Instagram’s success story is almost cliche by now: Kevin Systrom and Mike Krieger were working on an app called Burbn that wasn’t going anywhere, and it was only when they stripped it down to focus on the photos – and Systrom’s girlfriend had the suggestion for adding filters – that things really took off.
Make it fast. Make it beautiful. Make it simple.
So as much as I doubted that Instagram could do the same with video — video is, after all, and entirely different experience with its own unique challenges — it appears Systrom and team may have pulled it off.
Instagram announced Thursday morning in Menlo Park that two and a half years after its launch, and now under Facebook’s umbrella, the company has added video to the mix. You can read our full coverage from the liveblog of the event.
Make it fast
My greatest reservation when it comes to apps doing social video is that if they don’t serve it up fast enough, the experience is practically worthless. As much as I have enjoyed playing with Twitter’s Vine, opening the app to see a feed of buffering videos is a deal-killer.
And Systrom knows this. He spoke at our Roadmap conference in November about how they had always considered adding video to Instagram, but the technology just wasn’t there yet:
“No one wants to sit outside at a ballpark waiting for a video to load while there are 100,000 people around you wandering and you’re trying to get a network signal. It’s hard enough for us to push an image down to you, I can only imagine a moving image,” he said. “[Videos] are just innately harder to produce and consume. In order to consume a video you don’t swing past it and then you’re done. You actually have to sit and engage with it and watch it the full length — I think that’s one of the harder parts of consuming.”
So have things really changed that dramatically in just three years? I wrote earlier this month about my love for recording Vine videos, but noted that Vine might have hit the technology wave of faster networks speeds a little too early. While Vine’s six-second limit and automatic looping makes the videos fun to record, I found myself staring at buffering videos far too often.
We’ll see if videos on Instagram load any faster, but in my brief speed comparisons of Instagram and Vine (on Facebook’s only-OK press WiFi), Instagram is performing remarkably well. The videos have loaded instantaneously. But it’s something we’ll have to judge over time, and the outcome could really make or break the service; that’s something the guys at Instagram seem to understand. Systrom said they’ve worked to start loading the videos before you even call them up in your feed to help things along.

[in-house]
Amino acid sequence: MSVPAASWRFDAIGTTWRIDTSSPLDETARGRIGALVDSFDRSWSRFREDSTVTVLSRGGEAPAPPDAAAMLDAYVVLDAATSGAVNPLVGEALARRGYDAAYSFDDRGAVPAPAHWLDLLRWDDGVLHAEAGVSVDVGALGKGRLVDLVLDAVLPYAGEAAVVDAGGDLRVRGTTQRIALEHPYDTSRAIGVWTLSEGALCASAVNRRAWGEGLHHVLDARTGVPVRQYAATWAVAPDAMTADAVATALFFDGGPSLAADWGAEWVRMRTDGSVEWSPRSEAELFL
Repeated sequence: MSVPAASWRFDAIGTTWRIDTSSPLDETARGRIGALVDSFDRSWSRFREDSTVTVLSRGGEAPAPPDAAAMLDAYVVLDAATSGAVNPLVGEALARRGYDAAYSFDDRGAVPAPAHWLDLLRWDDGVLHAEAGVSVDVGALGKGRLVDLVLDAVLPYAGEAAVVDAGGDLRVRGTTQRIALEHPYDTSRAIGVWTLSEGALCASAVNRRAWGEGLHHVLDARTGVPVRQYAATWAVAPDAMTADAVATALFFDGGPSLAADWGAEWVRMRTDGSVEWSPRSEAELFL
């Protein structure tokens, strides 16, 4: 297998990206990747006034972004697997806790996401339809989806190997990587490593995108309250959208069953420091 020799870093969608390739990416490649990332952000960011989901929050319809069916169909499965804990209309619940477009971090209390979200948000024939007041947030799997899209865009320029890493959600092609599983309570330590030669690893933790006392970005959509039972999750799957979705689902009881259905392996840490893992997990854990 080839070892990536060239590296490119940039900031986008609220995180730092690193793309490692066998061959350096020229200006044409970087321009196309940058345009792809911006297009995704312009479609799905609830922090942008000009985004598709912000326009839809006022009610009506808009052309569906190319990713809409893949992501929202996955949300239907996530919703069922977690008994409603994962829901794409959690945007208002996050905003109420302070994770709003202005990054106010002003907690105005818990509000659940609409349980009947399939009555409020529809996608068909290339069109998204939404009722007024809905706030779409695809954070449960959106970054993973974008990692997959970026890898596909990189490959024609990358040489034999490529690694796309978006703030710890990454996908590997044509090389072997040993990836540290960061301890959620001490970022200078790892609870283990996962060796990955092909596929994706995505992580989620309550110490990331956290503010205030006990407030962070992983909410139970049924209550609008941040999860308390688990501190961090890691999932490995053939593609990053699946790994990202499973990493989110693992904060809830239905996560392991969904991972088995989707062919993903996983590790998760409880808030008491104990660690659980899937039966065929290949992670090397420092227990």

“Our hope is not very long at all,” Systrom said at the press event when asked how long it will take videos will load. “But we have to set expectations. This is day one.”
Make it beautiful
Systrom has said it a million times: Instagram is not a filters app. It’s not a photography app. But there’s no question that the concept of filters, whatever you want to calll them, were key to Instagram’s success. Your brunch photos would look a lot less beautiful without Valencia or Mayfair.
And it appears that filters can work the same way on video for Instagram, as a key differentiation point from Vine. Users can choose the video button next to the main capture button in the app, record up to 15 seconds of footage, add a video-specific filter, stabilize the image, and share to social networks. There are some differences from the photo version, but at its core it looks pretty similar.
And yes, the videos do look better when you put a filter on it.
Make it simple
In a way, the simplicity of video on Instagram isn’t just about the app itself. Yes, videos are easy to record. But what makes video on Instagram pretty killer is that it’s available immediately to 130 million active users already — just imagine the rollout strategy and marketing you can skip right there. This isn’t a new app you have to download; the features are already there, and your social graph is there, too.
So will I ever post another video to Vine? Probably not. If the performance and speed on Instagram is markedly better, and I already have hundreds of followers on Instagram that check the app and give me feedback daily, it’s hard to imagine how Vine could ever compete with that.
Facebook clearly has no qualms about grabbing hot ideas and rapidly rolling out its own version, even if the Facebook version of the app isn’t all that great. (See: Poke versus Snapchat.) But video for Instagram feels different — while it shares many features with Vine, it doesn’t seem like a rapid, one-off copy.